Strokes with an unclear cause are often triggered by embolisms – a healing practice

Stroke: The exact cause often remains unclear

According to specialists, about one in four remains ischemic stroke to die it causes in the darkness. Years ago, scientific studies showed that in many of these cases, Embolism as an underlying cause. Experts are now reporting the new findings.

More than a quarter of a million people in Germany suffer a stroke every year. Much of these diseases can be traced back to diseases of the cardiovascular system. But in about every fifth blow, the cause remains in obscurity. The journal “Nature Reviews Neurology” now reports, among other things, new possible therapeutic suggestions for some patients.

The cause of every fifth stroke is unclear

According to a recent report from the Faculty of Medicine of the University of Duisburg-Essen (UDE), the exact cause of around 20 percent of all strokes is unclear.

What initially like “cryptogenic stroke‘was defined in 2014 by an international working group as a so-called’ embolic stroke of unspecified origin ‘(ESUS).

According to the information, the concept of ESUS is based on the observation that most cryptogenic strokes cause one embolic origin to have. The possible sources of these embolisms are different.

Some patients have two or more potentials causes of stroke at the same time, in others it is not possible to find a clear cause despite intensive diagnostics.

Look at the most differentiated affected ones

The advances in stroke research do so according to Prof. Dr. Hans Christoph Diener, Emeritus Professor of Neurology at the EDU Faculty of Medicine, it is now possible to take a more differentiated look at the large group of ESUS patients.

The expert proposes in the journal “Nature Reviews Neurology” together with his American and Greek colleagues adjustment of the current ESUS concept.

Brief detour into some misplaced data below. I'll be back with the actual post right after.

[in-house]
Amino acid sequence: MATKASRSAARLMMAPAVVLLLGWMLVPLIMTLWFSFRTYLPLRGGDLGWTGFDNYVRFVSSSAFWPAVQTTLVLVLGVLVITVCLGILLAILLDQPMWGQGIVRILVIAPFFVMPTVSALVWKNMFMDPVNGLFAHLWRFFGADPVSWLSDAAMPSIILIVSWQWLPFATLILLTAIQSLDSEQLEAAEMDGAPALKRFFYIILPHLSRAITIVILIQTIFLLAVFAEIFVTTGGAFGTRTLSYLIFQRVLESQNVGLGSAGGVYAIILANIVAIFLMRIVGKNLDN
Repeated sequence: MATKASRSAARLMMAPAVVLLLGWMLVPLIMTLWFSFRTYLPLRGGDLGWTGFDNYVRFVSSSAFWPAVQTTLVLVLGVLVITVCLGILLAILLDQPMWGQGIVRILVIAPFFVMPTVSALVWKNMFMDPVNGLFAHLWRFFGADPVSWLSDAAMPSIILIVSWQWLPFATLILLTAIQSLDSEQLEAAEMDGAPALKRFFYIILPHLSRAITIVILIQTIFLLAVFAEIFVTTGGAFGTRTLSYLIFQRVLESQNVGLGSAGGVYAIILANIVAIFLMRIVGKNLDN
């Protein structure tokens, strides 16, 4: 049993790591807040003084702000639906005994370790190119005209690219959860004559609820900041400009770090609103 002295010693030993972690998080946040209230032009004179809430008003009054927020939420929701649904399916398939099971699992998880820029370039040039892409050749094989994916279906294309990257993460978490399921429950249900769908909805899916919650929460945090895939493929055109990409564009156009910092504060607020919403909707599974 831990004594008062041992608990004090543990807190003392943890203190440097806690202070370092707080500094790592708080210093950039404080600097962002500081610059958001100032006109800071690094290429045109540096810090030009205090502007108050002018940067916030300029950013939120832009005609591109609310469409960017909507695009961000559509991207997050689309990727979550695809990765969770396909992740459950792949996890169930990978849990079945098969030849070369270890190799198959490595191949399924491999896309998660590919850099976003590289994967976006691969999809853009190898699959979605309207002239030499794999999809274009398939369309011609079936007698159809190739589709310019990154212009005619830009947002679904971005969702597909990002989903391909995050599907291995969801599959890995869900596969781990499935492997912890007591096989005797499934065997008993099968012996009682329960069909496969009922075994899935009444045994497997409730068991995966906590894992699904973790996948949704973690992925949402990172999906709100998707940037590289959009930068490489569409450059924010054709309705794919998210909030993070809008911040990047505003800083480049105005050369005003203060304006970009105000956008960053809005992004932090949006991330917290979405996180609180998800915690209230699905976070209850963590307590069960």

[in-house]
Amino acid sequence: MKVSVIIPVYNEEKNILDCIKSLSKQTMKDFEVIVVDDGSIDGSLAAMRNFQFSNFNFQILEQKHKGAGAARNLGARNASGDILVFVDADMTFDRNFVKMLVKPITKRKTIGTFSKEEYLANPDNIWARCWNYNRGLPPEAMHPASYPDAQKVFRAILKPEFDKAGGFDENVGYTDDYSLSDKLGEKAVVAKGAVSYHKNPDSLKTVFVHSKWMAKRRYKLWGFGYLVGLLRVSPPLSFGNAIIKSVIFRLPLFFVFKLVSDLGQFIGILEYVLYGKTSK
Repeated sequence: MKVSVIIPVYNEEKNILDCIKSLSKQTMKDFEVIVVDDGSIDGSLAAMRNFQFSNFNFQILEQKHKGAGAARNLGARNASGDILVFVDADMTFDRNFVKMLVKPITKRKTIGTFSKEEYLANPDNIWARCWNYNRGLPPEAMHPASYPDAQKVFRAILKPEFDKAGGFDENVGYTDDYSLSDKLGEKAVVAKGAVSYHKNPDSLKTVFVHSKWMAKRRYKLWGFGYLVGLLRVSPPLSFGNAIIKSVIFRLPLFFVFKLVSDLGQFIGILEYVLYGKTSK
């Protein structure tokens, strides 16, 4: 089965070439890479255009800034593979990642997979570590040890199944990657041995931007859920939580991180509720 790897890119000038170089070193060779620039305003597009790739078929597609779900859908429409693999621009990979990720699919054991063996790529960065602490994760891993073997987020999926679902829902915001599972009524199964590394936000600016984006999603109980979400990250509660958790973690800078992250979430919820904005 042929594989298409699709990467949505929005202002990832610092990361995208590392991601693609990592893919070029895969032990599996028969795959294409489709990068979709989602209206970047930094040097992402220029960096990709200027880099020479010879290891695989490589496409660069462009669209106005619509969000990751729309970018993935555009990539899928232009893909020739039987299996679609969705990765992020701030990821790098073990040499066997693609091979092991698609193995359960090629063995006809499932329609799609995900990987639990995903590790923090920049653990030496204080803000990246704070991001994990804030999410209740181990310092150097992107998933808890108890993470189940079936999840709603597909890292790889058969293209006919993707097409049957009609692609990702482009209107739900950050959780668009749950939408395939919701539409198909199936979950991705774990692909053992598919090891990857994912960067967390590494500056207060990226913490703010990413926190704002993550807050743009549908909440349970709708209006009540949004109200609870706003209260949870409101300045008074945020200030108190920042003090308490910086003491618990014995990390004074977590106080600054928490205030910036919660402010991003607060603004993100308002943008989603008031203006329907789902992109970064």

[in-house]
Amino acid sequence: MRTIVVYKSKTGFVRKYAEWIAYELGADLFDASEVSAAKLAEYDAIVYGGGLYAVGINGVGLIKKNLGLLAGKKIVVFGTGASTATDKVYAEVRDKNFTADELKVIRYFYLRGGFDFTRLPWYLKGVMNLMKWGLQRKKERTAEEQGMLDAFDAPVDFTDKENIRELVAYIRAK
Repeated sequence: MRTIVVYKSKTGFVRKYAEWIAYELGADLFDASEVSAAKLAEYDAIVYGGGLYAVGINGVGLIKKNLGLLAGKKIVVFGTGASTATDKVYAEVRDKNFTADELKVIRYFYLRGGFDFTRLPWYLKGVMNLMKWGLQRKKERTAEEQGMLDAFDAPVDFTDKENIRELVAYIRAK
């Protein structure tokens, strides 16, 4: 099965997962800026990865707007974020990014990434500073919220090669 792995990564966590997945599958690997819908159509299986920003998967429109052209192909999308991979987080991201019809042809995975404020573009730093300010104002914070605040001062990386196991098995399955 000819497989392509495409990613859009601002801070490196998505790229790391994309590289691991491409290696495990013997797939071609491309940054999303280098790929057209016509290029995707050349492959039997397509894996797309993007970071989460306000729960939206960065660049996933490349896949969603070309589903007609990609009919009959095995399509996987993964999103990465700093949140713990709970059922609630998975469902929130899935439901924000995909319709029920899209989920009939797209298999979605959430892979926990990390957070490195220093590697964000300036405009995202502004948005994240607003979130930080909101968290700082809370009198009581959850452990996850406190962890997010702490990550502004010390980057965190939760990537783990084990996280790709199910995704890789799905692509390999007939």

For example, the authors argue that patients with a patent foramen ovale (PFO) or other clinical and / or anatomical symptoms high-risk characteristics and under the age of 60 should no longer be considered cases of ESUS.

Furthermore, the international team of neurologists suggests that some patients with ESUS should have a ECG monitoring performed to rule out previously unrecognized paroxysmal atrial fibrillation.

Some people may benefit from therapy

As stated in the communication, ongoing studies aim to help clarify whether patients with atrial heart diseaseover 75 years of age and / or with renal insufficiency and ESUS benefit from oral anticoagulation.

Doctors suspect that the ESUS subgroups affected the cohort of an oral anticoagulant therapy using NOACs such as dabigatran, apixaban, or rivaroxaban instead of aspirin to prevent recurrence of ischemic stroke.

This Results however, for subgroups, they must be confirmed before they can be used clinically.

“The results of these ongoing studies could change the concept of ESUS by clearly defining new subgroups for which treatment concepts are adapted.”explains Prof. Dr. Hans Christoph Diener.

According to the expert, such subgroups could include patients “Be with atrial heart disease, supracardiac atherosclerosis or high-rate atrial episodes.” (A.D)

Information on the author and source

This text corresponds to the specifications of the specialist medical literature, medical guidelines and current studies and has been verified by medical professionals.


  • Faculty of Medicine of the University of Duisburg-Essen: Race from nowhere – research and treatment concept of embolic stroke of indeterminate origin (ESUS) on the test bench, (accessed 11 June 2022), Faculty of Medicine of the University of Duisburg- Essen
  • Hans-Christoph Diener, J. Donald Easton, Robert G. Hart, Scott Kasner, Hooman Kamel and George Ntaios: Review and update of the concept of embolic stroke of indeterminate origin; in: Nature Reviews Neurology, (veröffentlicht: 10.05.2022), Nature Reviews Neurology

Important note:
This article contains general advice only and is not to be used for self-diagnosis or treatment. It cannot replace a visit to the doctor.

About the author


Leave a Comment